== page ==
“Legal action against those responsible for the spread of communicable diseases can be taken under the Penal Code”, GMOA Secretary Dr. Senal Fernando said. “Provisions of the Quarantine Ordinance can be used against persons who do not comply with directions given by the proper authorities under the Quarantine Ordinance,” he said.

The GMOA said that several countries had made it mandatory to have proof of vaccination for entry into public places. The same thing could be done in Sri Lanka to ensure that more people got vaccinated.

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Govt., SJB haggle over procedure to rescue country

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By Saman Indrajith

The SJB on Sunday said that it was wrong for the President and the government to seek the assistance of the Opposition to steer the country out of the present crises without creating a proper forum to obtain such assistance.

Addressing the media at the Opposition Leader’s Office in Colombo, Chief Opposition Whip and Kandy District MP Lakshman Kiriella said President Gotabaya Rajapaksa delivering the latter’s third Policy Speech in Parliament last week had sought the assistance of the Opposition. “His speech is full of excuses. He sought our assistance but there is no forum to offer our assistance. The government too has asked for the same several times. If the government needs the Opposition’s assistance, what it should do is to declare a state of national disaster situation so that the Opposition could make use of Parliament as the forum for our contributions. That has not been done so far. The President and the government could make use of the provisions of the Disaster Management Act No 53 of 2005 to form a disaster management committee comprising the government and opposition MPs.

The President is the ex-officio Chairman of the committee, the Prime minister and the Opposition leader are there with 24 government ministers and five opposition MPs. In addition to that there are provisions to the involvement of the Chief Ministers of Provinces in the committee. If the government genuinely needs our support it should have started forming that committee. There are laws enabling the formulation of mechanisms to help people the government does not make use of them. We have been repeatedly asking the government to appoint that committee.

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Lord Ahamad plants kumbuk tree sapling during visit to Bellanwila – Attidiya Bird Sanctuary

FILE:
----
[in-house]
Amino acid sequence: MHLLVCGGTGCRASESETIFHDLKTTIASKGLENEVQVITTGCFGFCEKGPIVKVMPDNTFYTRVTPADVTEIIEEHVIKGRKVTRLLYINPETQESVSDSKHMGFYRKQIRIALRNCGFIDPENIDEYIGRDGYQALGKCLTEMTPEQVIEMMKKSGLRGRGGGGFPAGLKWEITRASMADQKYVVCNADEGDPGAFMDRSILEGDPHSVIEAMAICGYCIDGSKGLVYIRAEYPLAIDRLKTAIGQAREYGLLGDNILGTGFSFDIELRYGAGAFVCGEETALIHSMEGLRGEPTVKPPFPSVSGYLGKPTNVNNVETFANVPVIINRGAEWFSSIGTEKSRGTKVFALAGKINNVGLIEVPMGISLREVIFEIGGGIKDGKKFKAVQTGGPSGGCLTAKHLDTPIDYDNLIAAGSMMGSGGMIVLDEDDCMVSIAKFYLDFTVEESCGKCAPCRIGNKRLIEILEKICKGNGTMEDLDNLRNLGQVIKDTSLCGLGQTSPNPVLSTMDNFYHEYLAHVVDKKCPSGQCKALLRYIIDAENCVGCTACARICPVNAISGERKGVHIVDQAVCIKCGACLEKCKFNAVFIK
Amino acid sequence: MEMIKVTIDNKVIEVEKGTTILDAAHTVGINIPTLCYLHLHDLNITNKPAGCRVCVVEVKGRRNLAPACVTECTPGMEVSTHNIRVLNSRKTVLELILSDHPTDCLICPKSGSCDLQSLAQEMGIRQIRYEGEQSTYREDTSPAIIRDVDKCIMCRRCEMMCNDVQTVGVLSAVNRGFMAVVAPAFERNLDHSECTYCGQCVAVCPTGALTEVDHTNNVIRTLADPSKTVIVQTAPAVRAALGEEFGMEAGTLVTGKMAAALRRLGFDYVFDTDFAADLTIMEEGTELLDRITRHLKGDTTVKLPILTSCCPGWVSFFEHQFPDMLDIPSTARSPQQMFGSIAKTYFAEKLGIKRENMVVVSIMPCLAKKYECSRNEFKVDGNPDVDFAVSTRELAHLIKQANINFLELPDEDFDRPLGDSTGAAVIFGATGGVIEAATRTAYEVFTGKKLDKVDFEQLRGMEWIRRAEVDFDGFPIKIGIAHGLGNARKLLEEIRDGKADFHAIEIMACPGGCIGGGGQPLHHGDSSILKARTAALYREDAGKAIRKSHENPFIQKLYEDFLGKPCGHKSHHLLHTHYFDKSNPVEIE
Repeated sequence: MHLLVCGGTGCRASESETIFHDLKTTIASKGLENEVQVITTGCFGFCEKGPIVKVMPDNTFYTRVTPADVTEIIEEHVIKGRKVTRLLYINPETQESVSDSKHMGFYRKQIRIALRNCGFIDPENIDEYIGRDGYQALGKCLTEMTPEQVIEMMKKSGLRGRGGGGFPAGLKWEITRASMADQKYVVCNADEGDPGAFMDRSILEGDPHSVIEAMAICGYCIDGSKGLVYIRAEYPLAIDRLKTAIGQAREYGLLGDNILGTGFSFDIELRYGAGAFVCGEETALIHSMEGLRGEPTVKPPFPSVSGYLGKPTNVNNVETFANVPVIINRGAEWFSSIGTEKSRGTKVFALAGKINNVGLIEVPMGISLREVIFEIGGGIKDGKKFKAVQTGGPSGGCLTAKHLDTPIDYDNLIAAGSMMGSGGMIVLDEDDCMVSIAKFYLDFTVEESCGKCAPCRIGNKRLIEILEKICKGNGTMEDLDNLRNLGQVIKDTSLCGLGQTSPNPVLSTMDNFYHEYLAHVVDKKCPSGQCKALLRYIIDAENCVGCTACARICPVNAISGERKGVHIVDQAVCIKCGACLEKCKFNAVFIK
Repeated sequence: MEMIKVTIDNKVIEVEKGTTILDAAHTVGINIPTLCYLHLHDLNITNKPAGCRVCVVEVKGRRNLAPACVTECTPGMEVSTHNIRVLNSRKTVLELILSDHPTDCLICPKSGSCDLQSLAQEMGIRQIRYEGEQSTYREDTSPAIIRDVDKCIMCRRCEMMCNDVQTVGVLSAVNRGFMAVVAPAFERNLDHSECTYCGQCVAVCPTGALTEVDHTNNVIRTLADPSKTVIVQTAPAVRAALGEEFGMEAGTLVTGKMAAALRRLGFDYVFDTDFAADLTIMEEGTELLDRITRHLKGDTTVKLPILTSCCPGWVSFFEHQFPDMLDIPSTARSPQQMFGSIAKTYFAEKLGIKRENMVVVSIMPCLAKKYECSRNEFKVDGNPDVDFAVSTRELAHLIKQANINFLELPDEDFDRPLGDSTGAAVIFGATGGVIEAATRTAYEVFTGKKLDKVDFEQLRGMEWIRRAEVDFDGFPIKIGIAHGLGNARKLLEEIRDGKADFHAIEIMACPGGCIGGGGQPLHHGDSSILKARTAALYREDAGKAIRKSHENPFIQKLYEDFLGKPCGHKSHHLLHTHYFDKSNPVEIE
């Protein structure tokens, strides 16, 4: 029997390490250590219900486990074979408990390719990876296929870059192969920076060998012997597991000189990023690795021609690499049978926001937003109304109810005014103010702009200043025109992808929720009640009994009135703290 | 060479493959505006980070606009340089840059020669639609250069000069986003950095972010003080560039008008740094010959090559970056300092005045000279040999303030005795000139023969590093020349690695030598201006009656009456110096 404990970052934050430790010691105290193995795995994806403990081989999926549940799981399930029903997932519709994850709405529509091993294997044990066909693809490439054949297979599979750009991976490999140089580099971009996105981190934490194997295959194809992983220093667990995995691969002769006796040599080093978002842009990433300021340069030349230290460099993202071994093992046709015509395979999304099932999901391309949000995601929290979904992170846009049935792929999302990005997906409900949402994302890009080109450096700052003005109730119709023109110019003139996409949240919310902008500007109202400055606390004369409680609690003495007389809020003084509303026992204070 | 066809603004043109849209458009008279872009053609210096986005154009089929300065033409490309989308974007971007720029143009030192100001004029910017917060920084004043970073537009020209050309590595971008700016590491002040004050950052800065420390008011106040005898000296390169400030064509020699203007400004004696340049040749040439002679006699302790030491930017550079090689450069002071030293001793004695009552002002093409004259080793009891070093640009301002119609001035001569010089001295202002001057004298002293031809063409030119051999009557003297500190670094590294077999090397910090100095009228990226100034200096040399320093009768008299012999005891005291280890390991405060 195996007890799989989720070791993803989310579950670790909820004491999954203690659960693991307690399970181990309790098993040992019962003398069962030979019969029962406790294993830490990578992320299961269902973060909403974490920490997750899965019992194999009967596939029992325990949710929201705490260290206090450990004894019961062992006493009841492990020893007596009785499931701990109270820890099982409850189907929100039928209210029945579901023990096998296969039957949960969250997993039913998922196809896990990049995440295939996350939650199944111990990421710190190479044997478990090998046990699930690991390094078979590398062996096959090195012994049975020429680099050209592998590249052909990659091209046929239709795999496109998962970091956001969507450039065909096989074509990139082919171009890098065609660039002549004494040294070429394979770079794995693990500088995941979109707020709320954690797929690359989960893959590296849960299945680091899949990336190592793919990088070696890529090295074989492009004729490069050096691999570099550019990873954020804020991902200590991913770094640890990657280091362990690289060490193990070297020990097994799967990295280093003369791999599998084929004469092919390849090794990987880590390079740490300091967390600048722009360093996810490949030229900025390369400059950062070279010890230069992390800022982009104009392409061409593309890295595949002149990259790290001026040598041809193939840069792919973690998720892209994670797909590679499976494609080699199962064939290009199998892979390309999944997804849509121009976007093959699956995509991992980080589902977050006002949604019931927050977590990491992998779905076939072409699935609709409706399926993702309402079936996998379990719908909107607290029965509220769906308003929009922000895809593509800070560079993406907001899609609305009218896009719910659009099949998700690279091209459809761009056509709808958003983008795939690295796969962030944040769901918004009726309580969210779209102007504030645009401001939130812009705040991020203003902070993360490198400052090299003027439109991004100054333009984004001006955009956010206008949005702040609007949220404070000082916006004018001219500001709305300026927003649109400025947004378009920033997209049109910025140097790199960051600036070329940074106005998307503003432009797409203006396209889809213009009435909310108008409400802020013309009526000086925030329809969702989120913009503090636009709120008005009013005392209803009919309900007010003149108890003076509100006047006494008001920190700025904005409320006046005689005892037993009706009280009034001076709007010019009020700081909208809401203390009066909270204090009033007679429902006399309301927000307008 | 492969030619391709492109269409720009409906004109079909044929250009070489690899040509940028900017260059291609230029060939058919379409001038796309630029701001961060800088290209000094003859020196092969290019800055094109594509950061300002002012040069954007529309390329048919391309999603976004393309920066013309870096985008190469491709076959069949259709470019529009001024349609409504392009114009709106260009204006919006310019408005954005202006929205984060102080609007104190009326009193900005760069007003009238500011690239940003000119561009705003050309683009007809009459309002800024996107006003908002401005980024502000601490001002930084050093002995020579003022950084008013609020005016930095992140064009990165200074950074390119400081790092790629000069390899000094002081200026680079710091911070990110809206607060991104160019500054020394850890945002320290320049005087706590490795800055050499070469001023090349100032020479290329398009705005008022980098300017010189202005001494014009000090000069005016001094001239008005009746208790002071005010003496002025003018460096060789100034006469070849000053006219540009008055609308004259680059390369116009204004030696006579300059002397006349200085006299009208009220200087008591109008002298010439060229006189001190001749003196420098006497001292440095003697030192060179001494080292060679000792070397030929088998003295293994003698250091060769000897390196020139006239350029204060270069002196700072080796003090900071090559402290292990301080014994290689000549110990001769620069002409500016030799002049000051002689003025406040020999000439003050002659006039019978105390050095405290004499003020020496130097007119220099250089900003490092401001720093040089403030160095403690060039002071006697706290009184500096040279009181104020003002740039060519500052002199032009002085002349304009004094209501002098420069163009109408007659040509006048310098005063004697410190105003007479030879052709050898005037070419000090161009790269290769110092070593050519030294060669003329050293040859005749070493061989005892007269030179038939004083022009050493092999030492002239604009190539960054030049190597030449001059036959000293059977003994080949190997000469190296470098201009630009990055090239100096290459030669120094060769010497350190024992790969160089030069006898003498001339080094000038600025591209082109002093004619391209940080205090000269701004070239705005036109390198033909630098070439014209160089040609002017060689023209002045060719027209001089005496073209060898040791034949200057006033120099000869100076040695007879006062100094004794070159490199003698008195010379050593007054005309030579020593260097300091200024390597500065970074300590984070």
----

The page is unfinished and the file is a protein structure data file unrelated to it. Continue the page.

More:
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By Ifham Nizam

Lord Tariq Ahmad of Wimbledon, Minister for South Asia, the United Nations and the Commonwealth at the Foreign, Commonwealth and Development Office of the UK, planted a Kumbuk (Terminalia arjuna) sapling at the Bellanwila – Attidiya Bird Sanctuary last week.

The Department of Wildlife said Lord Ahmad had been joined by the British High Commissioner in Colombo Sarah Hulton, Hasanthi Urugodwatte Dissanayake, Acting Additional Secretary of Ocean Affairs, Environment and Climate Change at the Foreign Ministry, Saman Liyanagama, Wildlife Ranger of the Colombo Wildlife Range, Department of Wildlife Conservation and Professor Sevvandi Jayakoddy, Senior Lecturer of the Wayamba University.

The planting activity was followed by a brief visit to the wetland and Prof. Jayakoddy, and Liyanagama explained the importance of wetland ecosystems as well as challenges in conservation and maintenance, while Dissanayake briefed him on the Sri Lanka’s pioneering work related to mangrove restoration and conservation, both at policy level as well as at the ground level.

Hasini Sarathchandra, Publicity Officer, Department of Wildlife Conservation said British High Commission in Colombo with the International Water Management Institute Headquartered in Sri Lanka, had already launched a project under the Darwin Initiative at the Baddegana Wetlands.  Similar collaborations are envisaged involving the Bellanwila – Attidiya Bird Sanctuary.

Wetlands play an important role in our natural environment. They mitigate the impacts of floods, absorb pollutants and improve water quality. They provide habitat for animals and plants and many contain a wide diversity of life, supporting plants and animals that are found nowhere else. Colombo is a city built on and around wetlands. Despite progressive loss and degradation, wetlands still cover some 200 km2 of the Colombo metropolitan area and suburbs.

The wetlands are fundamental to the well-being of the people of Colombo and its suburbs. The wetlands can reduce extreme air temperatures and make the city more live able due to evaporative cooling. The wetlands provide a critical land-mass which helps to maintain the richness of Colombo’s biodiversity.

The Bellanwila-Attidiya wetlands was declared as a bird sanctuary on 25 July 1990, due to biodiversity of the area and its contribution to controlling floods. The wetlands, which span over 930 acres, host endemic species and is a paradise for migratory birds. 44 species of fish including 06 which are endemic to the country have been identified in the Bolgoda River which flows through the wetlands. The wetlands are also home to 21 reptilian species, 17 species of mammals and 10 butterfly species. Bellanwia-Attidiya sanctuary falls within the upper catchment of the Bolgoda river basin. The Department of Wildlife Conservation manages the Bellanwila-Attidiya Sanctuary.

Selection of the location was also due to the close collaboration that Sri Lanka has with the Government of the UK on conservation of mangroves and wetlands.